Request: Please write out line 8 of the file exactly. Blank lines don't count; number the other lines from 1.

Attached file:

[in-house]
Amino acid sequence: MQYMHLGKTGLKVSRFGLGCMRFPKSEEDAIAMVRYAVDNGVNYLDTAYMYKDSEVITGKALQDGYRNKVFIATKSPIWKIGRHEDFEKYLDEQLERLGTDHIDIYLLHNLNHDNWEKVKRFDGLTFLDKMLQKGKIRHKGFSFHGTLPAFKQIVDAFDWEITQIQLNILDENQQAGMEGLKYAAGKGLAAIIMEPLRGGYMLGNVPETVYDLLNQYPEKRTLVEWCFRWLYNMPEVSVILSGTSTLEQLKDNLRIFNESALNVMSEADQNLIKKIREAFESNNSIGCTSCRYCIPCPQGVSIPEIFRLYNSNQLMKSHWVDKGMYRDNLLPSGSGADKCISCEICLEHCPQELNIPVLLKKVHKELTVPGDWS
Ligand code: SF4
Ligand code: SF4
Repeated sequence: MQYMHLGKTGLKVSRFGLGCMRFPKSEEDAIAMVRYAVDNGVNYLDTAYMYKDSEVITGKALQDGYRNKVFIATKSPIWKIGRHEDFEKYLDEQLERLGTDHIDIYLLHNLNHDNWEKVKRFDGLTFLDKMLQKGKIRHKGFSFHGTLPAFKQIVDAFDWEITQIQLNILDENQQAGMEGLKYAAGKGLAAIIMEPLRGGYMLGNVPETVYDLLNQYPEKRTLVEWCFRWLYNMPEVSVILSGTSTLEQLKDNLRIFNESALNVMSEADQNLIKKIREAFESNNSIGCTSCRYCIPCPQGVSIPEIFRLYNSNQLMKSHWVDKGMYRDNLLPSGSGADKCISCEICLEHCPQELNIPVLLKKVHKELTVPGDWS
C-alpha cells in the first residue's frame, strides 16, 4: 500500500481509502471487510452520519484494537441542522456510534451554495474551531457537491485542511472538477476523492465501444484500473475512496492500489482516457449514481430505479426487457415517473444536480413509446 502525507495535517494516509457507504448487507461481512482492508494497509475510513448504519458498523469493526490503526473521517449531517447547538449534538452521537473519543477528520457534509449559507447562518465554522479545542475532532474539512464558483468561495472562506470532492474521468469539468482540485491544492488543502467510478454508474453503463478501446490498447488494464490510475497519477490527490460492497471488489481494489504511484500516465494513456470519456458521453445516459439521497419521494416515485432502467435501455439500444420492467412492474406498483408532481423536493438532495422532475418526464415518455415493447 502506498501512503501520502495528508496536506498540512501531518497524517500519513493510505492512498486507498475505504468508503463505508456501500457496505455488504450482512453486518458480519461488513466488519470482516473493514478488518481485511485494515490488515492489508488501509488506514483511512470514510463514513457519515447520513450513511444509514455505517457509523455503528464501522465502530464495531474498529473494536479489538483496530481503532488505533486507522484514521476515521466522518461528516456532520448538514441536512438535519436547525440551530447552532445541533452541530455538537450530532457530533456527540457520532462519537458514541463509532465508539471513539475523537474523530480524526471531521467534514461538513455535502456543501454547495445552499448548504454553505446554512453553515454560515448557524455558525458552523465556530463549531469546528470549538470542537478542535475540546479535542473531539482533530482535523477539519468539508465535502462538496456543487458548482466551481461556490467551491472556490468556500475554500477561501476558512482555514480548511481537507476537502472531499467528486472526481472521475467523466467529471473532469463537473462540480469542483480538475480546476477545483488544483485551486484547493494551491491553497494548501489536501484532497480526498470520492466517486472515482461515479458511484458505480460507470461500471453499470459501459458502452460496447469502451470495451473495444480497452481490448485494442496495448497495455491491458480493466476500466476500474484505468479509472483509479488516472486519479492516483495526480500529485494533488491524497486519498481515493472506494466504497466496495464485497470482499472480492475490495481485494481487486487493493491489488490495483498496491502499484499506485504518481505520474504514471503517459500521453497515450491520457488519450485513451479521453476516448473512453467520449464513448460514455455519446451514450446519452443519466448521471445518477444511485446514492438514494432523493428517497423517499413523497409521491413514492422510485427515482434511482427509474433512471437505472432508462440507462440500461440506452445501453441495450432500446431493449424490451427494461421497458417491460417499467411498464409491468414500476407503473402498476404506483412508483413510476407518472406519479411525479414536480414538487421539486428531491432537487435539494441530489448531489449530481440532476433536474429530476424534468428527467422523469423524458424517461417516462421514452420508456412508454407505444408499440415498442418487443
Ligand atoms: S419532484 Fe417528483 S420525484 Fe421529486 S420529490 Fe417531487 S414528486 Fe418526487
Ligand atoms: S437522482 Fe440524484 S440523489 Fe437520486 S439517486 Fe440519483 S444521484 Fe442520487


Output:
Ligand atoms: S437522482 Fe440524484 S440523489 Fe437520486 S439517486 Fe440519483 S444521484 Fe442520487